The Naked Truth

Viennese Modernism and the Body

Alys X. George

The Naked Truth

Alys X. George

328 pages | 43 halftones | 6 x 9 | © 2020
Cloth $45.00 ISBN: 9780226669984 Will Publish May 2020
E-book $45.00 ISBN: 9780226695006 Will Publish May 2020
Viennese modernism is often described in terms of a fin-de-siècle fascination with the psyche. But this stereotype of the movement as essentially cerebral overlooks a rich cultural history of the body. The Naked Truth, an interdisciplinary tour de force, addresses this lacuna, fundamentally recasting the visual, literary, and performative cultures of Viennese modernism through an innovative focus on the corporeal.
 
Alys George explores the modernist focus on the flesh by turning our attention to the Second Vienna Medical School, which revolutionized the field of anatomy in the 1800s. As she traces the results of this materialist influence across a broad range of cultural forms—exhibitions, literature, portraiture, dance, film, and more—George brings into dialogue a diverse group of historical protagonists, from canonical figures like Egon Schiele, Arthur Schnitzler, Joseph Roth, and Hugo von Hofmannsthal to long-overlooked actors, including author and doctor Marie Pappenheim, journalist Else Feldmann, and dancers Grete Wiesenthal, Gertrud Bodenwieser, and Hilde Holger. Deftly blending analyses of popular and “high” culture and laying to rest the notion that Viennese modernism was an exclusively male movement, The Naked Truth uncovers the complex interplay of the physical and the aesthetic that shaped modernism and offers a striking new interpretation of this fascinating moment in the history of the West.
Contents
Note on Translations
Introduction

1.         The Body on Display: Staging the Other, Shaping the Self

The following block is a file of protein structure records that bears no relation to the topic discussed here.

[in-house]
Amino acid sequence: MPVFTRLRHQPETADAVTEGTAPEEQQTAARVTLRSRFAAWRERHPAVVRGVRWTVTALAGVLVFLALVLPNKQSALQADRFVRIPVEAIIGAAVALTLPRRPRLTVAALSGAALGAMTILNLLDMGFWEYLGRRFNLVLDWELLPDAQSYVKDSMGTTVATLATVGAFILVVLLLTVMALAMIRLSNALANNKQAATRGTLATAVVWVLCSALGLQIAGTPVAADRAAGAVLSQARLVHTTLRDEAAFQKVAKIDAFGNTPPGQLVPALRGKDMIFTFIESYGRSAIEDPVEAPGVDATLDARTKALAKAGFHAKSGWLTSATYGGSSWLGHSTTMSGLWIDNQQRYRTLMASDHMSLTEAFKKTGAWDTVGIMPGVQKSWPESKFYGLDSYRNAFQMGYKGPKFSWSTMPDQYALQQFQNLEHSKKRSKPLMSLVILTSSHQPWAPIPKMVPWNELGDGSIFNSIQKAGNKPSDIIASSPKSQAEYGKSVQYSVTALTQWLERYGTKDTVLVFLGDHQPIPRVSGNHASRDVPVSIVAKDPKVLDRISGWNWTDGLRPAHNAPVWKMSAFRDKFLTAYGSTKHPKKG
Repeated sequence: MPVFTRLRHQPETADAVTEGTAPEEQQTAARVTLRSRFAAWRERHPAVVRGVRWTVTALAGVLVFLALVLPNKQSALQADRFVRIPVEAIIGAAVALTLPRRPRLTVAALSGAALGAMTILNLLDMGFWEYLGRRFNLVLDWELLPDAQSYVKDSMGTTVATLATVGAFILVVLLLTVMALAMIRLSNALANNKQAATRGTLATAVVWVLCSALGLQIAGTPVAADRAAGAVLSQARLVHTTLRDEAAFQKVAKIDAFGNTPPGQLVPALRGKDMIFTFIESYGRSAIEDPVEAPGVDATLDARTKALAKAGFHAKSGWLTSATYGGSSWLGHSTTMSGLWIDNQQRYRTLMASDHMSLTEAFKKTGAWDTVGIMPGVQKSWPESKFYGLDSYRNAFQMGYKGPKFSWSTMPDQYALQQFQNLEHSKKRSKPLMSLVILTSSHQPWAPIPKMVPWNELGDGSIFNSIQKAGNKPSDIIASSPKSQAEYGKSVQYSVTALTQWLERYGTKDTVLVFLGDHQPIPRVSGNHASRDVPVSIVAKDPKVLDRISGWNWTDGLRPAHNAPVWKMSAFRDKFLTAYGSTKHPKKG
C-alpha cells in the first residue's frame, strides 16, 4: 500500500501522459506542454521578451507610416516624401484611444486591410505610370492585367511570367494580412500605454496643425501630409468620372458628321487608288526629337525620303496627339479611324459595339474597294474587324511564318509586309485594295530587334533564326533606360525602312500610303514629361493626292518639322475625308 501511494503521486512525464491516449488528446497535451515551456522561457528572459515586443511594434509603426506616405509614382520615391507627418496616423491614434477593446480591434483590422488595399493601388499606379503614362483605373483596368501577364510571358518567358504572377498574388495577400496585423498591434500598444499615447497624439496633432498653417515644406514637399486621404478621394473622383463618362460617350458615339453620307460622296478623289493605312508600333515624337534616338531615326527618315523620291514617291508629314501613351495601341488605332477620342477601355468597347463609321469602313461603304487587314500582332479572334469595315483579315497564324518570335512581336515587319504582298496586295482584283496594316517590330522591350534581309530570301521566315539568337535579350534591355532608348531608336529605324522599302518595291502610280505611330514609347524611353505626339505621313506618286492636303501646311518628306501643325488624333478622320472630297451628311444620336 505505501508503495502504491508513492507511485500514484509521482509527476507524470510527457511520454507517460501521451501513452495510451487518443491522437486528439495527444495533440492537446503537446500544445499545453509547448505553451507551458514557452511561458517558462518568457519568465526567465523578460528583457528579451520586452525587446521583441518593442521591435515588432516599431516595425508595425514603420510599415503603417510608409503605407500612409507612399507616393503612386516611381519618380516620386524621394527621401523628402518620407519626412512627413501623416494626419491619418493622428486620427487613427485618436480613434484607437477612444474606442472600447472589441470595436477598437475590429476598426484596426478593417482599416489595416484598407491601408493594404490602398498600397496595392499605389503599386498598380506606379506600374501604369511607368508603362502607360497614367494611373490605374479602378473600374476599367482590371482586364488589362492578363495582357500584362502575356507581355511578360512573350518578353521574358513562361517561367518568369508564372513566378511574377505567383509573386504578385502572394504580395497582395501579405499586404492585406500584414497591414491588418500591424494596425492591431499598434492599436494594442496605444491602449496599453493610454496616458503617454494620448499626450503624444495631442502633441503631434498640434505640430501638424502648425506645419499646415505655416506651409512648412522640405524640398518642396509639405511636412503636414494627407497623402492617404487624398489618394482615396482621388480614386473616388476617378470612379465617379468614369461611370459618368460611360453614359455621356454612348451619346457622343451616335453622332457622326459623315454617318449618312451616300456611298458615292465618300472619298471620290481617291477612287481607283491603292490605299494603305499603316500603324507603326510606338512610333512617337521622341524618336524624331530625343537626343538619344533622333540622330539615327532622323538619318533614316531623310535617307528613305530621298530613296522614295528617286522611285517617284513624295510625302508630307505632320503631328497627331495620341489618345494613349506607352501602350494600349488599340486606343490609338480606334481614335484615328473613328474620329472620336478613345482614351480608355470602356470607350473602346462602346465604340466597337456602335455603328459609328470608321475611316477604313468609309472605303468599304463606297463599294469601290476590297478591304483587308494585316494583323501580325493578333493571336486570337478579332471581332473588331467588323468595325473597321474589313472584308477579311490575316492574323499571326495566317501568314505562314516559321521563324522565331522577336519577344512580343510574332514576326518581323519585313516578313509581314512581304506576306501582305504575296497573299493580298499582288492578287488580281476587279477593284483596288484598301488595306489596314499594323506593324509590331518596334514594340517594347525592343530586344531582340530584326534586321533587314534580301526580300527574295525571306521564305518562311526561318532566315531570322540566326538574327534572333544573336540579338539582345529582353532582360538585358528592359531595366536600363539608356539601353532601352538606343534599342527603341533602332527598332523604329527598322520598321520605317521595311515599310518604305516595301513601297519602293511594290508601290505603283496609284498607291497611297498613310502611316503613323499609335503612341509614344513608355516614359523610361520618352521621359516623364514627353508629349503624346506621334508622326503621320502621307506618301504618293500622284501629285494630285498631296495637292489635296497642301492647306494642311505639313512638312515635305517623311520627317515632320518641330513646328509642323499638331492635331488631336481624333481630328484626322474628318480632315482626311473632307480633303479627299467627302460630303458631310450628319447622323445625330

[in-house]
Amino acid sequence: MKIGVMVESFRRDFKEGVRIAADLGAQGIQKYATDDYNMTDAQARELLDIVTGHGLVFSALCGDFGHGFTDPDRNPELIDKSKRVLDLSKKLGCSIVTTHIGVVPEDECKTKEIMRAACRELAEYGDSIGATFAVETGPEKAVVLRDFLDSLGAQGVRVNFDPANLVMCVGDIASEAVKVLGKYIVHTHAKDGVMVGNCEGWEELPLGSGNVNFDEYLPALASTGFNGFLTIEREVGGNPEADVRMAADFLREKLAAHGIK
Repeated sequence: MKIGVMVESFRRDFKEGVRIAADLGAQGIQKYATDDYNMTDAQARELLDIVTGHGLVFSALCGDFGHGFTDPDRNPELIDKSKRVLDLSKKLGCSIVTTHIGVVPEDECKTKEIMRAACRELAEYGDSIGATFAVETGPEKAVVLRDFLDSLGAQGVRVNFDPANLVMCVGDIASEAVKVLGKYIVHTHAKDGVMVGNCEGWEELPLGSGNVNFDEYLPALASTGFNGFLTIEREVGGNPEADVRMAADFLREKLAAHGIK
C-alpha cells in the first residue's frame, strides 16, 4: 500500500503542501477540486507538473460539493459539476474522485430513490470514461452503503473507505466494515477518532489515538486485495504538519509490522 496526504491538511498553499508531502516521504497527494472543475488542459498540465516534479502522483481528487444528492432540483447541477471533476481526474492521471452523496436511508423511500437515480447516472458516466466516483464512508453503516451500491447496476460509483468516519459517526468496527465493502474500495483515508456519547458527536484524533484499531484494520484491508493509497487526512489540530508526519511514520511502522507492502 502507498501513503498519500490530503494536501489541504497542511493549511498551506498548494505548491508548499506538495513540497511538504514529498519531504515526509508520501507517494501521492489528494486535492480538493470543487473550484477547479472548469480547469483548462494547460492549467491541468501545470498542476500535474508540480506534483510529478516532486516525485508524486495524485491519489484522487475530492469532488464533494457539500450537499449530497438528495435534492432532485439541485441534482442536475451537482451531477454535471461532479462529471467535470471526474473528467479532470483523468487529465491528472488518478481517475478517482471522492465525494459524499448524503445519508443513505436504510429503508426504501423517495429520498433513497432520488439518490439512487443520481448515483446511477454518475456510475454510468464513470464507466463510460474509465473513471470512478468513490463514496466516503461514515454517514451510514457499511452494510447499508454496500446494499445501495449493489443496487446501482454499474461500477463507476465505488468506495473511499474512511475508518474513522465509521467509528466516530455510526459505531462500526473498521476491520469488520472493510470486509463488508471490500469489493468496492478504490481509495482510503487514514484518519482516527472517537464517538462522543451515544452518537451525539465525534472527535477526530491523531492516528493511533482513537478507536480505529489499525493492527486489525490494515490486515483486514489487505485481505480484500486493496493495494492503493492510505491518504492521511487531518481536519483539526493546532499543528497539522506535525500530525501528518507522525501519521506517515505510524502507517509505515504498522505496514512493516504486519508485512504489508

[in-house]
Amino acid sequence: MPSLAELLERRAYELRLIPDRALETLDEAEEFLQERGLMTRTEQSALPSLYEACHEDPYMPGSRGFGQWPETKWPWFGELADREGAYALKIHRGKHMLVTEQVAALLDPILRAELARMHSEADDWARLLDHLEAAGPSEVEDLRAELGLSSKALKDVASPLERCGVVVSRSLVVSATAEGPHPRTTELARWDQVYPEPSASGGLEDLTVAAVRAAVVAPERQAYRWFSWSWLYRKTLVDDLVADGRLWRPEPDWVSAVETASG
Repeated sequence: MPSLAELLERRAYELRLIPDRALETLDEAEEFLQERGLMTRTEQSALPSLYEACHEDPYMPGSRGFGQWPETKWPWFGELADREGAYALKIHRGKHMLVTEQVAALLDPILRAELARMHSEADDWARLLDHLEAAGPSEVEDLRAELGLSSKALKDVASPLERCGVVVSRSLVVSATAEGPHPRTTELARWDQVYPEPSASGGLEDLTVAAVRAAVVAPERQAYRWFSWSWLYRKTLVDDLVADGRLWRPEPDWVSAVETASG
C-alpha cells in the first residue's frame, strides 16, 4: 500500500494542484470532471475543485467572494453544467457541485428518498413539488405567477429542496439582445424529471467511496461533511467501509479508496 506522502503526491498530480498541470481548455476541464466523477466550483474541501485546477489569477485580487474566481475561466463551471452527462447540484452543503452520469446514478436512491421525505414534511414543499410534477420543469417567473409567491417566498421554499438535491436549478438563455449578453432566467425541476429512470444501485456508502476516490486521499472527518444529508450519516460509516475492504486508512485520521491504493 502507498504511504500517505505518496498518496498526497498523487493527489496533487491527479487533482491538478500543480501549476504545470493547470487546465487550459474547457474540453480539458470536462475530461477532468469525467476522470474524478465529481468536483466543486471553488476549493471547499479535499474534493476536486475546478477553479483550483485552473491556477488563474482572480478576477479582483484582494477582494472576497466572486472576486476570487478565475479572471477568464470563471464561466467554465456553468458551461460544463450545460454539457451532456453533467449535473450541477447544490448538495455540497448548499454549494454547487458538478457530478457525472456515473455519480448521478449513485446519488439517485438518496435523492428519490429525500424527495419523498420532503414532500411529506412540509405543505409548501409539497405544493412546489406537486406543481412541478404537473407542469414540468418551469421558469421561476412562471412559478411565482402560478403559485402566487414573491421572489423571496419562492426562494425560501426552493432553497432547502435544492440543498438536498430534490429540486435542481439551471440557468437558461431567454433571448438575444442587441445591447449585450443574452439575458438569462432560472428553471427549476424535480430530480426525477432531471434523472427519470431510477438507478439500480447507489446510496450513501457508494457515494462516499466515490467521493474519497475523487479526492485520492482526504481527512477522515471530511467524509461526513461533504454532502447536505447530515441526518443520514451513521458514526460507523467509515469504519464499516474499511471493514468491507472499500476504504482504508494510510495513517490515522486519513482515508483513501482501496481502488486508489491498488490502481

Science and Spectacle: “Exotic” Bodies on Display
Fictional Encounters? Peter Altenberg’s Ashantee (1897)
Somatic Utopias: Viennese Hygiene Exhibitions
Literary Life Reform: Peter Altenberg’s Pròdrŏmŏs (1906)
Nature and Culture on Stage

2.         The Body in Pieces: Viennese Literature’s Anatomies
Becoming the Blade: Vivisection as the Primal Scene
In the Dissecting Room: Arthur Schnitzler and Marie Pappenheim
Viennese Symptoms, Human Fragments: Joseph Roth’s Journalism
The Politics and Poetics of Viennese Corpses: Carry Hauser and Joseph Roth
Corpse as Capital: Ödön von Horváth’s Faith, Hope, and Charity (1932)

3.         The Patient’s Body: Working-Class Women in the Clinic
Finding a Voice: The Poetics of Pregnancy (Marie Pappenheim and Ilka Maria Ungar)
Egon Schiele in the Clinic
In the Women’s Clinic: Architecture, Gaze, Film
Speaking for Suffering Mothers: Else Feldmann and Carry Hauser
The Politics and Public Visibility of Proletarian Bodies

4.         The Body in Motion: Staging Silent Expression
Body Language and Crisis of Language
Hugo von Hofmannsthal and the Power of Pantomime
Self and Other: Exploring Identity through Free Dance
Making Modern Dance Viennese
Celluloid Gestures and the Cinematic Body
The Worker’s Body: Modern Dance, Machine Culture, and Social Democracy

Epilogue

Acknowledgments
Notes
Index
 
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